Fix The Width

In the first example, since the standard extent (width) of items in a scrollable listings is 50.0 logical pixels, a more efficient approach would be the use the widget, SliverFixedExtentList, instead of the SliverList — since the SliverList has to ‘calculate’ the ‘width of items’ itself when creating its Slivers.

It appears to be a good habit to use the SliverFixedExtentList instead for a little better performance in your apps.

Make A Grid Scroll

In the second example, found on the CustomScrollView class page itself, we’re introduced to a scrollable two-column grid. It’s called a SliverGrid. The CustomScrollView for the second example is displayed below. Note the SliverFixedExtentList and not the SliverList is also included in this example.

2D Delegation

Like the SliverList, the SliverGrid takes in a ‘delegate’ (of class of type, SliverChildDelegate) to create the widgets that make up the Slivers, but it must also take in a ‘Grid Delegate.’ A class of type, SliverGridDelegate.

SliverGrid class ^

Take It To The Max

There are currently two classes that implement the class, SliverGridDelegate. The one used in the second example has a long and self-explanatory name called, SliverGridDelegateWithMaxCrossAxisExtent.

It’s particularly useful if the items vary in length (on the cross axis). With this class, you specify a maximum number of ‘logical pixels’ an item can take up, and it’ll determine how many ‘equally sized’ columns should fit ‘on the cross axis’ depending on the orientation of the grid.

The main axis direction of a grid is the direction in which it scrolls whether that be vertically as in most cases or horizontally; the cross axis direction is the orthogonal direction (at right angle to the main axis direction) .

What’s The Ratio

Change the second example’s childAspectRatio from 4.0 to its default, 1.0, and those grid items get a lot bigger. The lower the ratio in relation to the number columns, the larger the width compared to the height of the items.

It’s Fixed

The other class that implements SliverGridDelegate is also a mouth-full being it’s called, SliverGridDelegateWithFixedCrossAxisCount. It’s given a fixed number as to the number of items to be placed on the cross axis. In the second example, we could have just as easily used this class instead. In fact, it would be more efficient because it doesn’t need to now calculate the column count.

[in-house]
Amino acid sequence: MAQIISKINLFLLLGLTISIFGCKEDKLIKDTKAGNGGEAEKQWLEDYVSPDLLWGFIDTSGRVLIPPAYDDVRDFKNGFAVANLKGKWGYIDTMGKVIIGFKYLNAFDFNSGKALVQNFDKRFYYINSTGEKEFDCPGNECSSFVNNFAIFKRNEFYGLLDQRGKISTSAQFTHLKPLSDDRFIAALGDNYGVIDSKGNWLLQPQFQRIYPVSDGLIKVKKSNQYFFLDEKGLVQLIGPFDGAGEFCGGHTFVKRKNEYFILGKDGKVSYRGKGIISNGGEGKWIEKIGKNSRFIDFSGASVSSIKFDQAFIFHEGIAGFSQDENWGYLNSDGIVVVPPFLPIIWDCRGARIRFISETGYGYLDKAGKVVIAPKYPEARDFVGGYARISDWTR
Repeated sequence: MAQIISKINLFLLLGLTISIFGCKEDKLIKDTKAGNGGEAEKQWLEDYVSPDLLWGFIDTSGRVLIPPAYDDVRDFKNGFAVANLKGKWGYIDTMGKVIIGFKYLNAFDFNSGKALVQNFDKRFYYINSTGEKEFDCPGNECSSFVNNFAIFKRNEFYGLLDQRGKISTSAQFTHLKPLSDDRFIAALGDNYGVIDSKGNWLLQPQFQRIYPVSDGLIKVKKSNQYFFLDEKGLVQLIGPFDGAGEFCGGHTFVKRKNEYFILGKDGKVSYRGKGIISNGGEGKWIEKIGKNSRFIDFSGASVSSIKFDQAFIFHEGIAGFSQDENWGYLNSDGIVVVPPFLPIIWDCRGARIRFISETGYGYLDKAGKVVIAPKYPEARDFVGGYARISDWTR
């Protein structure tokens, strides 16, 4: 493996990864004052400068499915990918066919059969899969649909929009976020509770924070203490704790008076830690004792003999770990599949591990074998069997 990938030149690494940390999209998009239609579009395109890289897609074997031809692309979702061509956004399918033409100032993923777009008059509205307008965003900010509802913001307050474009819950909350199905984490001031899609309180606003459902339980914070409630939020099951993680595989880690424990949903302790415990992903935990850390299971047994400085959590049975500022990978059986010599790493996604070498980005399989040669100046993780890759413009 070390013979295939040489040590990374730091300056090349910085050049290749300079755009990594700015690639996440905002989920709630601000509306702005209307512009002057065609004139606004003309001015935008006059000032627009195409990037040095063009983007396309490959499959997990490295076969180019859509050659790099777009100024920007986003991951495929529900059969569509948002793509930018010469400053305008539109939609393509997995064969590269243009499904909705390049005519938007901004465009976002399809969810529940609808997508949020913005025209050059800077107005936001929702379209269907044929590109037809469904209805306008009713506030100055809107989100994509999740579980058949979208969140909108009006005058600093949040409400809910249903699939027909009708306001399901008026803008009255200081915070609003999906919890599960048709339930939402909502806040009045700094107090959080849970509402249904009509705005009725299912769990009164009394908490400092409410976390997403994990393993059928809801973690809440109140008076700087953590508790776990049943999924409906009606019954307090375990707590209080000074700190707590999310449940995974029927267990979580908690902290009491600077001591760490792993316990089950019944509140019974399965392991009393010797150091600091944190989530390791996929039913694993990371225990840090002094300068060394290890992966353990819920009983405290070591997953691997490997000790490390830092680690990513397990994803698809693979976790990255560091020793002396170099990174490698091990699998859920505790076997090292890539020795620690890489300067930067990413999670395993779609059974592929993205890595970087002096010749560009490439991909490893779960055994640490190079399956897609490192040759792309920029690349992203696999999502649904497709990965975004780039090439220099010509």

Grid’s Other Constructors

There are two other constructors available to you when using the SliverGrid. One is the SliverGrid.count and the other is the SliverGrid.extent. There’s a big difference between these two constructors and the original SliverGrid constructor in that there are no ‘delegates’ to pass to them. And so in both, the widgets to be scrolled through are to be already created and provided in a List. That List is then passed to the named parameter, children. See below.

The Same Old Grid Delegates

As for the ‘grid delegates,’ well you’ve seen them before. For example, the last grid delegate we talked about was that long descriptive class called, SliverGridDelegateWithFixedCrossAxisCount. Well, guess what. It’s used in the constructor, SliverGrid.count as well. See below.

The other constructor describes an ‘extent’ in its name, SliverGrid.extent. Thus, its grid delegate involves the extent (the width) of the items on the cross axis and is called, SliverGridDelegateWithMaxCrossAxisExtent.